“It just so happens we’re in a hell of a mess.”
Genres, Themes, Actors, and Directors:
Response to Peary’s Review:
He adds that this “polished ‘commercial’ Hollywood film… might have been really something if Irwin Allen, rather than Seaton, had been director,” pointing out that “surely a hurricane and airport fire would have been thrown in for good measure.”
I’m glad Peary has an overall positive attitude towards this seminal disaster flick — which spawned not only three (inferior) sequels but a direct spoof — since I was pleasantly surprised by it myself. Indeed, I’m tempted to coin a new term — “competence p**n” — given how mercifully competent everyone in this wild adventure is: other than the known loose cannon (Heflin) and one buffoonish troublemaker on the plane (who eventually gets slapped by a priest!):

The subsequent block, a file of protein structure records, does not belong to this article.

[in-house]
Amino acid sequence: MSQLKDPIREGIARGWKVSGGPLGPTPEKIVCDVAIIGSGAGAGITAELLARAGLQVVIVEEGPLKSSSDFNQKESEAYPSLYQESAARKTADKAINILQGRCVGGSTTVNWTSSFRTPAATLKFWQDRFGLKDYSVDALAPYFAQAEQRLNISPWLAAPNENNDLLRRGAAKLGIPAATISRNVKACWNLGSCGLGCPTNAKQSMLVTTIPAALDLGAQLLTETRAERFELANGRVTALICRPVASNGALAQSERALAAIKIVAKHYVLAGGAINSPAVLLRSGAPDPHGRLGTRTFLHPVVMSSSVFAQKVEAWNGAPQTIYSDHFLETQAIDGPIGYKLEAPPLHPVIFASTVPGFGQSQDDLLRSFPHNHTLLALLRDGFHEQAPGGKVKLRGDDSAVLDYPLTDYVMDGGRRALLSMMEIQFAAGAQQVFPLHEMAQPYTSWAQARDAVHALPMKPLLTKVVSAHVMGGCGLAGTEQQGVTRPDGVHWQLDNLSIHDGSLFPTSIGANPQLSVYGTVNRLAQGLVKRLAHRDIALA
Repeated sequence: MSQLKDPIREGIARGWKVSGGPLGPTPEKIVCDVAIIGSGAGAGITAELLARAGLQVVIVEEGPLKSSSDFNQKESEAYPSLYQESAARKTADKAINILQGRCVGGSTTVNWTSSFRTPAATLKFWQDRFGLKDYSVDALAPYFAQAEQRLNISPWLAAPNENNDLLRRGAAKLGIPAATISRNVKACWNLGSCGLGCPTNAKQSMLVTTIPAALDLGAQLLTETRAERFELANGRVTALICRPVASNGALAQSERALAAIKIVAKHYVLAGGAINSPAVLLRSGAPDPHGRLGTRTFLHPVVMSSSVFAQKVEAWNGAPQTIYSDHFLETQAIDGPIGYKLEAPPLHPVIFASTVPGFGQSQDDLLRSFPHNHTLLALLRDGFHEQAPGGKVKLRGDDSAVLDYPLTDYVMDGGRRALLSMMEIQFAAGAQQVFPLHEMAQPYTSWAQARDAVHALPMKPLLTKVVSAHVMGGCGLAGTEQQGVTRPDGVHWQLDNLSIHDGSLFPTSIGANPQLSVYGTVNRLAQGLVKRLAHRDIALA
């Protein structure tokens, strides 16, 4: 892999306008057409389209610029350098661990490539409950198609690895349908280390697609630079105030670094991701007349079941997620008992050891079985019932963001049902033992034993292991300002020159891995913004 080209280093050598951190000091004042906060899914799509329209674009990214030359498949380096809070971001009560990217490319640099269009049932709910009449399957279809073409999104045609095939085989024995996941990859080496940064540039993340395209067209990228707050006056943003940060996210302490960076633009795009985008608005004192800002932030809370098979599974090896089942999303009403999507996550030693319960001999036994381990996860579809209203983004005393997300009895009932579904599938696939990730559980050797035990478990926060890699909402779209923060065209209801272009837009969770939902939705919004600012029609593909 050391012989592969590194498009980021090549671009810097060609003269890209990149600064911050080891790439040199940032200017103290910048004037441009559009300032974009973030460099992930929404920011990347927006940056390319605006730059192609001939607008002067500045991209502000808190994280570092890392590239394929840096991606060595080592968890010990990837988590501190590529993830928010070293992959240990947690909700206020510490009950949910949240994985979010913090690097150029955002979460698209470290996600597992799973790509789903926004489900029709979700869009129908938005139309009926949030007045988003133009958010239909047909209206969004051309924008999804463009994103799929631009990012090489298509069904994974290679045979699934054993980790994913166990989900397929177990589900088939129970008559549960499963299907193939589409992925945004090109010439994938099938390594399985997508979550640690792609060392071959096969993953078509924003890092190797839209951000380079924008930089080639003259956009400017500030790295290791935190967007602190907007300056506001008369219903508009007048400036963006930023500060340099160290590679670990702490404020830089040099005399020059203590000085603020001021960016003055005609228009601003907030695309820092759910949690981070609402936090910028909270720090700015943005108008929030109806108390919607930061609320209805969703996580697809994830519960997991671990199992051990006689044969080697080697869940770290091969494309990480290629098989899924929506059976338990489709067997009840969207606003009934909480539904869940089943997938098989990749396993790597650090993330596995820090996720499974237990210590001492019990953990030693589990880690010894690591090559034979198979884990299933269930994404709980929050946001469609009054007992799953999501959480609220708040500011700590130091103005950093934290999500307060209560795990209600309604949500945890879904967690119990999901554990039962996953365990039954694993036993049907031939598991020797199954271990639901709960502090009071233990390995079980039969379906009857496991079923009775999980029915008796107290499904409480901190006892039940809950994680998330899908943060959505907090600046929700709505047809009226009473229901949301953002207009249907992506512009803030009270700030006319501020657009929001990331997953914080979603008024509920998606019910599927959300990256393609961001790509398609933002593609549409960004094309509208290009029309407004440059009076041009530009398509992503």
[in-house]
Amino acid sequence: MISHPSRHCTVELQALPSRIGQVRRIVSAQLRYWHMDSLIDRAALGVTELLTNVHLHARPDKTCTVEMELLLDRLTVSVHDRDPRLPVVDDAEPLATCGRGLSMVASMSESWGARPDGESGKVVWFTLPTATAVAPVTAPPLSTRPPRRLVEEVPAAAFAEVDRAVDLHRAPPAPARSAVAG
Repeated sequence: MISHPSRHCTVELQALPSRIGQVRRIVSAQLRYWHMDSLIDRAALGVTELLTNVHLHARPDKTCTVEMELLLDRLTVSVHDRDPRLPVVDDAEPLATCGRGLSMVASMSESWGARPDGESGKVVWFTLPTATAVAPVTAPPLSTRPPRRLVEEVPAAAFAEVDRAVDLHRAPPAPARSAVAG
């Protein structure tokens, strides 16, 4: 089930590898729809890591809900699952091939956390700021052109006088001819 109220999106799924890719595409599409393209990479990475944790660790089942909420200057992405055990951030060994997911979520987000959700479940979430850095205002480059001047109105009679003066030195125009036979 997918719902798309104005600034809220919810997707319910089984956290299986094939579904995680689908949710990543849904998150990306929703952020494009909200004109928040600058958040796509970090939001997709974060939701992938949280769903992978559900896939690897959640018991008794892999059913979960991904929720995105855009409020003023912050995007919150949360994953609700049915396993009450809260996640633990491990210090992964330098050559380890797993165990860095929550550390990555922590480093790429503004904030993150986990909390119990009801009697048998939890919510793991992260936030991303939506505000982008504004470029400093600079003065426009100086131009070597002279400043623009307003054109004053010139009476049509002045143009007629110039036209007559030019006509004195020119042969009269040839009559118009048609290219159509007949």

… each character does their level best to make sure the situation turns out okay. When have we seen such collective competence? Dear goodness, in the age of COVID-19 and all manner of other ecological, national, and global catastrophes, I could watch this type of scenario playing out — and being handled oh, so competently — all day long!
I care not a whit about the fact that sly Hayes (who won an Oscar for her supporting role here) continues eluding “the authorities”:
… or about the shenanigans inevitably going on between the men and their wives and mistresses; in fact, good on Lancaster for deciding that saving lives is more important than accompanying his wife on yet another pointless charity function.
Playing “spot the star” during this flick will have your head spinning; I’ll admit I didn’t even recognize Jean Seberg until I looked at the credits afterwards (she apparently wasn’t happy about her casting in this film, and that makes sense).
Heflin is especially good (and appropriately vulnerable) in his final role:
… and Stapleton is hugely empathetic as his wife.
This one remains worth a look.
Redeeming Qualities and Moments: